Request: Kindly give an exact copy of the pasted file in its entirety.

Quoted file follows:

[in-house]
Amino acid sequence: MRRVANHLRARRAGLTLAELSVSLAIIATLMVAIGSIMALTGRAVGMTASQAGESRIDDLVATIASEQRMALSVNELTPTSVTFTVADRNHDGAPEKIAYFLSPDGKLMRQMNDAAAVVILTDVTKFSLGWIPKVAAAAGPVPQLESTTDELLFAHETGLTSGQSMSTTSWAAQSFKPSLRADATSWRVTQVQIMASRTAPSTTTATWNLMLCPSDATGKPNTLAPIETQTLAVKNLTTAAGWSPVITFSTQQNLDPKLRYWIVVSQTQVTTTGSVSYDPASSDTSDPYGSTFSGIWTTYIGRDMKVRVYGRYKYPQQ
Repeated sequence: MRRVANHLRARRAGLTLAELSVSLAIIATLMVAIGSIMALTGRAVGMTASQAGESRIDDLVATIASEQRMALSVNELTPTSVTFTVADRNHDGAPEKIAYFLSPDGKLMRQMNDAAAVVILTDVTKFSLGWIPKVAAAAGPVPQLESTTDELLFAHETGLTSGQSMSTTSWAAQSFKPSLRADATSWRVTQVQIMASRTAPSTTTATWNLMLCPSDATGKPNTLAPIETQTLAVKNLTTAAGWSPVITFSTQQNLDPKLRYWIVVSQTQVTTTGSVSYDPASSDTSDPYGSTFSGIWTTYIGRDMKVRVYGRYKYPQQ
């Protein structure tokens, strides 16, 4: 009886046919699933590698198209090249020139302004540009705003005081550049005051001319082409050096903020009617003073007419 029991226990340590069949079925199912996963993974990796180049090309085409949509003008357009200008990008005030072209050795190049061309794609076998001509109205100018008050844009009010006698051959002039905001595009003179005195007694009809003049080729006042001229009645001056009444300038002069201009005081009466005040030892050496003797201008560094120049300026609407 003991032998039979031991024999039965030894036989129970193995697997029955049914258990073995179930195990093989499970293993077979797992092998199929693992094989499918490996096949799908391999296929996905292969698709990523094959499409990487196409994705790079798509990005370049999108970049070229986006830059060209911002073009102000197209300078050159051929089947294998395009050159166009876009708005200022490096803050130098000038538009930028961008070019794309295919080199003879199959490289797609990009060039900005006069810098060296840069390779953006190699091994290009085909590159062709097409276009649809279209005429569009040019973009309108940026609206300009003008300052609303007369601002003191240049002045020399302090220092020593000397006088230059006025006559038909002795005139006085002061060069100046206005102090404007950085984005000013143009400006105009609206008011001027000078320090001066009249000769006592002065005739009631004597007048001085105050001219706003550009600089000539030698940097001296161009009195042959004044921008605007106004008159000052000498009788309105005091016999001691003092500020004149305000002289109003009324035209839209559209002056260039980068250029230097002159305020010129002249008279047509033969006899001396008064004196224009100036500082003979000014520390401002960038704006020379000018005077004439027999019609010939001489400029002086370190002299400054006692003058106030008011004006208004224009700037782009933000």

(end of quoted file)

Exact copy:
[in-house]
Amino acid sequence: MRRVANHLRARRAGLTLAELSVSLAIIATLMVAIGSIMALTGRAVGMTASQAGESRIDDLVATIASEQRMALSVNELTPTSVTFTVADRNHDGAPEKIAYFLSPDGKLMRQMNDAAAVVILTDVTKFSLGWIPKVAAAAGPVPQLESTTDELLFAHETGLTSGQSMSTTSWAAQSFKPSLRADATSWRVTQVQIMASRTAPSTTTATWNLMLCPSDATGKPNTLAPIETQTLAVKNLTTAAGWSPVITFSTQQNLDPKLRYWIVVSQTQVTTTGSVSYDPASSDTSDPYGSTFSGIWTTYIGRDMKVRVYGRYKYPQQ
Repeated sequence: MRRVANHLRARRAGLTLAELSVSLAIIATLMVAIGSIMALTGRAVGMTASQAGESRIDDLVATIASEQRMALSVNELTPTSVTFTVADRNHDGAPEKIAYFLSPDGKLMRQMNDAAAVVILTDVTKFSLGWIPKVAAAAGPVPQLESTTDELLFAHETGLTSGQSMSTTSWAAQSFKPSLRADATSWRVTQVQIMASRTAPSTTTATWNLMLCPSDATGKPNTLAPIETQTLAVKNLTTAAGWSPVITFSTQQNLDPKLRYWIVVSQTQVTTTGSVSYDPASSDTSDPYGSTFSGIWTTYIGRDMKVRVYGRYKYPQQ
């Protein structure tokens, strides 16, 4: 009886046919699933590698198209090249020139302004540009705003005081550049005051001319082409050096903020009617003073007419 029991226990340590069949079925199912996963993974990796180049090309085409949509003008357009200008990008005030072209050795190049061309794609076998001509109205100018008050844009009010006698051959002039905001595009003179005195007694009809003049080729006042001229009645001056009444300038002069201009005081009466005040030892050496003797201008560094120049300026609407 003991032998039979031991024999039965030894036989129970193995697997029955049914258990073995179930195990093989499970293993077979797992092998199929693992094989499918490996096949799908391999296929996905292969698709990523094959499409990487196409994705790079798509990005370049999108970049070229986006830059060209911002073009102000197209300078050159051929089947294998395009050159166009876009708005200022490096803050130098000038538009930028961008070019794309295919080199003879199959490289797609990009060039900005006069810098060296840069390779953006190699091994290009085909590159062709097409276009649809279209005429569009040019973009309108940026609206300009003008300052609303007369601002003191240049002045020399302090220092020593000397006088230059006025006559038909002795005139006085002061060069100046206005102090404007950085984005000013143009400006105009609206008011001027000078320090001066009249000769006592002065005739009631004597007048001085105050001219706003550009600089000539030698940097001296161009009195042959004044921008605007106004008159000052000498009788309105005091016999001691003092500020004149305000002289109003009324035209839209559209002056260039980068250029230097002159305020010129002249008279047509033969006899001396008064004196224009100036500082003979000014520390401002960038704006020379000018005077004439027999019609010939001489400029002086370190002299400054006692003058106030008011004006208004224009700037782009933000």